To Bermuda, Day 7

S/V SN-E Cetacea Log Day 7 – 67 NM


James’ 1-2 pm watch: 

The sun is so overhead that I can shade my feet with my hat when I stand up in the cockpit.

…a fucking week, we’ve been underway for a week and our ocean is finally starting to thin out a bit from all that ship traffic.

1:04 pm: When the wind lightened up this morning, the current had turned in our favor and, since then, we still haven’t done much motor-engaging for a boost. It’s a pleasure to have a renewable chemistry rather than the finite diesel problem, but it’s still preferable to sail and bank this good daytime power. 

We’ve run all three banks lower than usual over the last few days. Hot weather means less efficiency from the solar panels and refrigerator plus more desire for fans and unending refills on the cold water. Still air means nothing from the wind generators.

The world, though! This area has a lot more action visible in the water…life and death as seen through splashes, some leaping fish, and the spreading ripples following the drama.

We’re still ringed by clouds in this high pressure zone. I’m not sad that the wind and current have us trending north. I think there’s more wind up there. We’ll see!

Dena’s 2-3 pm watch

2:45 pm: The winds are incredibly light. The waters of the world are in motion (there’s no such thing as static). The force of this patch is pushing us into the breathy sigh of hot atmosphere around us and keeping the sails remarkably full. Gusts are maybe what you’d feel at a brisk jog and they spin the boat onto a slightly more direct course before it eases and we fall off north again.

We’re using the 260 or so watts of solar power for the propulsion pack to support the house batteries in making water. We’ll just run it for an hour.

Dena’s 4-5 pm watch

4:50 pm: So…trash. I just watched a 20 ounce soda or water bottle go by, and it’s not the first time I’ve seen trash. Plenty of it is unrecognizable, but there was a lid for something sold in bulk and a buoy from a crab pot or some such thing. With so many ships passing, even accidentally dropped things wouldn’t be surprising, but that’s probably not the bulk of it.

James’ 5-6 pm watch: 

The sun does its solar thing…the moon, wow, does its full moon thing and all the stars save the hardiest few slither away from the light as if they were billions of miles away.

5:08 pm: Excellent dinner. It’s been hard to want to cook in this heat. We’ve even been doing canned soup cold. Black beans and yellow rice, though…what a treat! 

A full, wonderful meal underway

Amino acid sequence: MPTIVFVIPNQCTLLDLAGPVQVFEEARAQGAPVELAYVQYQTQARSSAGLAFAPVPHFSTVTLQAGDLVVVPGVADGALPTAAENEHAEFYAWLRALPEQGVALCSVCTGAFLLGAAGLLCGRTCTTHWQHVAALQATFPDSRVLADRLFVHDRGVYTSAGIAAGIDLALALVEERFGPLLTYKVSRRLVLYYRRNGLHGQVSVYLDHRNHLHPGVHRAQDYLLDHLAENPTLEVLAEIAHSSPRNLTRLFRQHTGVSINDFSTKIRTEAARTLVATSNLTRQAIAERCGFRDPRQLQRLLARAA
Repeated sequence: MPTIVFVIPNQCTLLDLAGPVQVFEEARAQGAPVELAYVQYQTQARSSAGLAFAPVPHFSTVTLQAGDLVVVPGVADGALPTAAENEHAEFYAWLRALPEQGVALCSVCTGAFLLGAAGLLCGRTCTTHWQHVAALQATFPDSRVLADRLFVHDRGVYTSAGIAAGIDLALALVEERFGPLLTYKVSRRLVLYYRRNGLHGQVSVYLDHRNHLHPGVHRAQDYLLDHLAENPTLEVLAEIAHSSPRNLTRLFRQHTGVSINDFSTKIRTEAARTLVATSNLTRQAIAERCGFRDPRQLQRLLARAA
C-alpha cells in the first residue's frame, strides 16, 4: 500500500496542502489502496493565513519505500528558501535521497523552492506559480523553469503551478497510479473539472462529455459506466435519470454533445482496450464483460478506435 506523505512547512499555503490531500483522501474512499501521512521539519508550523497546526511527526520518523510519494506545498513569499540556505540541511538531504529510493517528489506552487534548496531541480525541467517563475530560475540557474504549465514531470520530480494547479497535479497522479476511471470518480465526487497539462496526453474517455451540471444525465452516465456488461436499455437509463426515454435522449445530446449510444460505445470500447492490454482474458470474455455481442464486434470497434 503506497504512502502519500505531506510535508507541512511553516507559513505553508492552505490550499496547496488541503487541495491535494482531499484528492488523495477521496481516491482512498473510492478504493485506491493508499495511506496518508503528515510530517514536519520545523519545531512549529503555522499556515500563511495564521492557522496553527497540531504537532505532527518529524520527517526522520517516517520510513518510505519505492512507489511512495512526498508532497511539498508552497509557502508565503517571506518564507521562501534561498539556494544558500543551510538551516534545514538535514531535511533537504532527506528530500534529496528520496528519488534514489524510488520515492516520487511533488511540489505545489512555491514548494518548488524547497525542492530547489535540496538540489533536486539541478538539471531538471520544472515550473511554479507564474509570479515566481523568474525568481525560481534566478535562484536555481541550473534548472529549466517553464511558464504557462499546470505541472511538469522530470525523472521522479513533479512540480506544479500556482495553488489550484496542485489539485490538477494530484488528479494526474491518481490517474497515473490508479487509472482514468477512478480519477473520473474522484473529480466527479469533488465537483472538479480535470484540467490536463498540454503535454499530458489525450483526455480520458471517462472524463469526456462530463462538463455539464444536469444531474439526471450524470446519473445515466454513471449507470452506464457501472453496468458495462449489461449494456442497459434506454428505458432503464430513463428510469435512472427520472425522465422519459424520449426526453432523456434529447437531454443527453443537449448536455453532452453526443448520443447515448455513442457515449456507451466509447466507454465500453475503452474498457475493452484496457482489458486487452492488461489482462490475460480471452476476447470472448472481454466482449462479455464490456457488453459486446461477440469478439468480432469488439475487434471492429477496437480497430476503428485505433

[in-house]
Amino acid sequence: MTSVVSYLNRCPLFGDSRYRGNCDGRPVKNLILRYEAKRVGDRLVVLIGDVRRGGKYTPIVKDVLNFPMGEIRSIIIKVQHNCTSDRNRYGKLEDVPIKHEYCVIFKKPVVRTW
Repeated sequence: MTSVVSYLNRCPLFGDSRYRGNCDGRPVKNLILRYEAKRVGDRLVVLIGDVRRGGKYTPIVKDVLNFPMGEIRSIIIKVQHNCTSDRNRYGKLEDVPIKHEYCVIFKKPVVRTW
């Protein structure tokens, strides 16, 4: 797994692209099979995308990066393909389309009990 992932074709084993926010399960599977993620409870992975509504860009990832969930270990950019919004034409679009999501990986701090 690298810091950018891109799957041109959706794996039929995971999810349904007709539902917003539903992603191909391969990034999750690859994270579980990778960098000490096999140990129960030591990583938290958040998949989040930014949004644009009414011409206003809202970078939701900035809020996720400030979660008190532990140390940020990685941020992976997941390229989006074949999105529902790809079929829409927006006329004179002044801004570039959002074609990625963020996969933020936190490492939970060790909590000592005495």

And now we have leftovers for two more meals. 

James’ 9-midnight watch: 

This moon is doing a bang up job illuminating the storm cells for me…not a single drop hit us for my entire watch.

Rain that comes at us from abaft at 8 knots and dies away before it reaches the companionway hatch…I like this rain.

Dena’s midnight-3 am watch

2:17 am: I’m trying not to do too much math with the excellent progress we’re making. There’s no such thing as “if we keep going at this pace”!

What I look like:

How I looked

What I’m looking at:

What I saw

F3 is my favorite. We’re going 3.0-3.5 knots, the ride is pretty easy for a beat, and there’s some power coming in from the wind generator. It’s a good night after a good day.

James’ 3-6 am watch: 

I never even touched the rig.

…to conserve power we have started running at night dark. Meaning: running lights off until we get within visual distance of an AIS signature then we kick them on.

Well, at about 4:30 am I got an AIS reading that was about 2.5 miles out…well within visual range…I hit our running lights and a moment later a 400ft chemical tanker blinked into existence a couple of miles off our port bow. Huh…

After they were well behind us I shut our running lights off again and a moment later the ship disappeared once again into the darkness…their AIS signature was still up on the chartplotter…but they were all but invisible to the naked eye even with a totally full moon…A 400 Foot Ship? In the middle of the ocean…gone?!

Dena’s 6-9 am watch

6:17 am: Holy shit what a beautiful sunrise!

This is worth getting up for.

Sunrise over the World Ocean, Atlantic flow

Also, the wind just died in that special Dawn Windkiller way (lead singer in what band?) but less completely than a couple days ago.

…and then rose again! Sweet!

8:49 am: This is the opposite of what we’ve experienced in tradewinds. Wow. It’ll be blowing F3 and then die out to almost nothing. Just when I give up and course-correct, it comes back. I mean, it’s not like I have something better to do than tend our course, but it’s the expectant moments that feel silly. It’s like a soap opera…will it, won’t it? Should I, should I not?


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